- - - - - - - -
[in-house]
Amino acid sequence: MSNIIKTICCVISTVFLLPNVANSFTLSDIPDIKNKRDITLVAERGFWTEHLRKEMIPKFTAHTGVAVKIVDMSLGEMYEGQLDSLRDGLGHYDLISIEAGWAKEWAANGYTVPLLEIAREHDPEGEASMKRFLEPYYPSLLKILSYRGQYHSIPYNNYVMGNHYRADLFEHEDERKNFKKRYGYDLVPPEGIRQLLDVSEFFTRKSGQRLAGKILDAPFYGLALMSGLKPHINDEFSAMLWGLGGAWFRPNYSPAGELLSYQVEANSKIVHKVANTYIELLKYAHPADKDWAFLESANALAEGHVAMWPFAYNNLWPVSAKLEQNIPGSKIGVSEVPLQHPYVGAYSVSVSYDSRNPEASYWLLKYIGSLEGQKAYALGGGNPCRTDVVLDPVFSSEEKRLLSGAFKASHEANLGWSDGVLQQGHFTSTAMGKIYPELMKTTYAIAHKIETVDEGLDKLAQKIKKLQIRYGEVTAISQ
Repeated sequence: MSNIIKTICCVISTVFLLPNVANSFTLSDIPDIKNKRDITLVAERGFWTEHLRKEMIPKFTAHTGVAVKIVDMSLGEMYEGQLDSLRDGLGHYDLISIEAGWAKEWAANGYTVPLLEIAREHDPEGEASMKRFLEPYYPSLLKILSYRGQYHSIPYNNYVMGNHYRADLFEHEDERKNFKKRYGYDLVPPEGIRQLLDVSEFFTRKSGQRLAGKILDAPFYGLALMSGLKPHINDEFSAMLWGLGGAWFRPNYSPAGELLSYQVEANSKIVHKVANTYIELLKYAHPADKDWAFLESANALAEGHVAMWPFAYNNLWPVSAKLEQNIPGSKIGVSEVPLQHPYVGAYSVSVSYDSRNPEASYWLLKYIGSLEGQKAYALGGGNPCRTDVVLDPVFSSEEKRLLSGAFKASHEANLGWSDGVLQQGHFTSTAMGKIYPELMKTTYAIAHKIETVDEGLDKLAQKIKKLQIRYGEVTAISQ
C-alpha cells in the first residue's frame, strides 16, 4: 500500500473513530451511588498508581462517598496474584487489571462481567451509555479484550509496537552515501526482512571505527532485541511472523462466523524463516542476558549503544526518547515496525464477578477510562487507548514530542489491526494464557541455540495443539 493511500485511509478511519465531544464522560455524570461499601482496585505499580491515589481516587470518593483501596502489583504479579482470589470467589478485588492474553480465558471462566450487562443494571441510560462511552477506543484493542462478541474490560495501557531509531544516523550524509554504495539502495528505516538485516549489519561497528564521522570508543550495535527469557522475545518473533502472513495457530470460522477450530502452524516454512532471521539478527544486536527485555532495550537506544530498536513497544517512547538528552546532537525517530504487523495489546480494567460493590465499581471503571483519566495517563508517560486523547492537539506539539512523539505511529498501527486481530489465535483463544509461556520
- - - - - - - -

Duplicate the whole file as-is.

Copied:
[in-house]
Amino acid sequence: MSNIIKTICCVISTVFLLPNVANSFTLSDIPDIKNKRDITLVAERGFWTEHLRKEMIPKFTAHTGVAVKIVDMSLGEMYEGQLDSLRDGLGHYDLISIEAGWAKEWAANGYTVPLLEIAREHDPEGEASMKRFLEPYYPSLLKILSYRGQYHSIPYNNYVMGNHYRADLFEHEDERKNFKKRYGYDLVPPEGIRQLLDVSEFFTRKSGQRLAGKILDAPFYGLALMSGLKPHINDEFSAMLWGLGGAWFRPNYSPAGELLSYQVEANSKIVHKVANTYIELLKYAHPADKDWAFLESANALAEGHVAMWPFAYNNLWPVSAKLEQNIPGSKIGVSEVPLQHPYVGAYSVSVSYDSRNPEASYWLLKYIGSLEGQKAYALGGGNPCRTDVVLDPVFSSEEKRLLSGAFKASHEANLGWSDGVLQQGHFTSTAMGKIYPELMKTTYAIAHKIETVDEGLDKLAQKIKKLQIRYGEVTAISQ
Repeated sequence: MSNIIKTICCVISTVFLLPNVANSFTLSDIPDIKNKRDITLVAERGFWTEHLRKEMIPKFTAHTGVAVKIVDMSLGEMYEGQLDSLRDGLGHYDLISIEAGWAKEWAANGYTVPLLEIAREHDPEGEASMKRFLEPYYPSLLKILSYRGQYHSIPYNNYVMGNHYRADLFEHEDERKNFKKRYGYDLVPPEGIRQLLDVSEFFTRKSGQRLAGKILDAPFYGLALMSGLKPHINDEFSAMLWGLGGAWFRPNYSPAGELLSYQVEANSKIVHKVANTYIELLKYAHPADKDWAFLESANALAEGHVAMWPFAYNNLWPVSAKLEQNIPGSKIGVSEVPLQHPYVGAYSVSVSYDSRNPEASYWLLKYIGSLEGQKAYALGGGNPCRTDVVLDPVFSSEEKRLLSGAFKASHEANLGWSDGVLQQGHFTSTAMGKIYPELMKTTYAIAHKIETVDEGLDKLAQKIKKLQIRYGEVTAISQ
C-alpha cells in the first residue's frame, strides 16, 4: 500500500473513530451511588498508581462517598496474584487489571462481567451509555479484550509496537552515501526482512571505527532485541511472523462466523524463516542476558549503544526518547515496525464477578477510562487507548514530542489491526494464557541455540495443539 493511500485511509478511519465531544464522560455524570461499601482496585505499580491515589481516587470518593483501596502489583504479579482470589470467589478485588492474553480465558471462566450487562443494571441510560462511552477506543484493542462478541474490560495501557531509531544516523550524509554504495539502495528505516538485516549489519561497528564521522570508543550495535527469557522475545518473533502472513495457530470460522477450530502452524516454512532471521539478527544486536527485555532495550537506544530498536513497544517512547538528552546532537525517530504487523495489546480494567460493590465499581471503571483519566495517563508517560486523547492537539506539539512523539505511529498501527486481530489465535483463544509461556520